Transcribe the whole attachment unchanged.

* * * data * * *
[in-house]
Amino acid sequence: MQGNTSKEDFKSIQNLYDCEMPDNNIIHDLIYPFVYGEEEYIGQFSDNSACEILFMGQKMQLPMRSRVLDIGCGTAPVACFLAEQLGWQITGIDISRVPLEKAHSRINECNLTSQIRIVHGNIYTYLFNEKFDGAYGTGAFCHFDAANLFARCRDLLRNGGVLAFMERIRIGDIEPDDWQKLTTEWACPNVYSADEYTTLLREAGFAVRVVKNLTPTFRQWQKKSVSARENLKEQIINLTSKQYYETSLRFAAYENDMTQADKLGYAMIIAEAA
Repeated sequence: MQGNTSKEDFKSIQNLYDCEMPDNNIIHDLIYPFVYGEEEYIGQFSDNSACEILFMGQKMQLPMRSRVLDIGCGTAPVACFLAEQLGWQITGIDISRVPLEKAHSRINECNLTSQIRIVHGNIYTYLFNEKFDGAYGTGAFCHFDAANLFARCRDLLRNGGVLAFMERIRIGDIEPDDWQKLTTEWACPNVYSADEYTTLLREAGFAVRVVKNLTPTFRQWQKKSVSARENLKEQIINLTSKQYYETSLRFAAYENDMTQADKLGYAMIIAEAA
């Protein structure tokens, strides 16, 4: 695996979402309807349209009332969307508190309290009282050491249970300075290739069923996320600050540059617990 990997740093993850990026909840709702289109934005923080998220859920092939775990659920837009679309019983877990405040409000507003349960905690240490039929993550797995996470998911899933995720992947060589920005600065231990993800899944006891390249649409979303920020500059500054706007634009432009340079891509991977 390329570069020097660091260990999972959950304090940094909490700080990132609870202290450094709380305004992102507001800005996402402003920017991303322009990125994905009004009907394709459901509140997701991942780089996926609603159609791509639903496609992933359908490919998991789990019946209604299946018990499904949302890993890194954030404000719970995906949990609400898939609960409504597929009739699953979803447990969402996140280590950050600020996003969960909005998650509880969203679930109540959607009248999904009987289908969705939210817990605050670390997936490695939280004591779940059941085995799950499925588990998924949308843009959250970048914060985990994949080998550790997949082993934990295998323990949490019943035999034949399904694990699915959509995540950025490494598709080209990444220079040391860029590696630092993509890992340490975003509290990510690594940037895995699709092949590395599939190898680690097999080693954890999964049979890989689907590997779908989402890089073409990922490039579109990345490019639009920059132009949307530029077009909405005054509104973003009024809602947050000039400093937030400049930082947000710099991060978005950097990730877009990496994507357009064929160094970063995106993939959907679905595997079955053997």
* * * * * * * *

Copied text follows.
[in-house]
Amino acid sequence: MQGNTSKEDFKSIQNLYDCEMPDNNIIHDLIYPFVYGEEEYIGQFSDNSACEILFMGQKMQLPMRSRVLDIGCGTAPVACFLAEQLGWQITGIDISRVPLEKAHSRINECNLTSQIRIVHGNIYTYLFNEKFDGAYGTGAFCHFDAANLFARCRDLLRNGGVLAFMERIRIGDIEPDDWQKLTTEWACPNVYSADEYTTLLREAGFAVRVVKNLTPTFRQWQKKSVSARENLKEQIINLTSKQYYETSLRFAAYENDMTQADKLGYAMIIAEAA
Repeated sequence: MQGNTSKEDFKSIQNLYDCEMPDNNIIHDLIYPFVYGEEEYIGQFSDNSACEILFMGQKMQLPMRSRVLDIGCGTAPVACFLAEQLGWQITGIDISRVPLEKAHSRINECNLTSQIRIVHGNIYTYLFNEKFDGAYGTGAFCHFDAANLFARCRDLLRNGGVLAFMERIRIGDIEPDDWQKLTTEWACPNVYSADEYTTLLREAGFAVRVVKNLTPTFRQWQKKSVSARENLKEQIINLTSKQYYETSLRFAAYENDMTQADKLGYAMIIAEAA
């Protein structure tokens, strides 16, 4: 695996979402309807349209009332969307508190309290009282050491249970300075290739069923996320600050540059617990 990997740093993850990026909840709702289109934005923080998220859920092939775990659920837009679309019983877990405040409000507003349960905690240490039929993550797995996470998911899933995720992947060589920005600065231990993800899944006891390249649409979303920020500059500054706007634009432009340079891509991977 390329570069020097660091260990999972959950304090940094909490700080990132609870202290450094709380305004992102507001800005996402402003920017991303322009990125994905009004009907394709459901509140997701991942780089996926609603159609791509639903496609992933359908490919998991789990019946209604299946018990499904949302890993890194954030404000719970995906949990609400898939609960409504597929009739699953979803447990969402996140280590950050600020996003969960909005998650509880969203679930109540959607009248999904009987289908969705939210817990605050670390997936490695939280004591779940059941085995799950499925588990998924949308843009959250970048914060985990994949080998550790997949082993934990295998323990949490019943035999034949399904694990699915959509995540950025490494598709080209990444220079040391860029590696630092993509890992340490975003509290990510690594940037895995699709092949590395599939190898680690097999080693954890999964049979890989689907590997779908989402890089073409990922490039579109990345490019639009920059132009949307530029077009909405005054509104973003009024809602947050000039400093937030400049930082947000710099991060978005950097990730877009990496994507357009064929160094970063995106993939959907679905595997079955053997």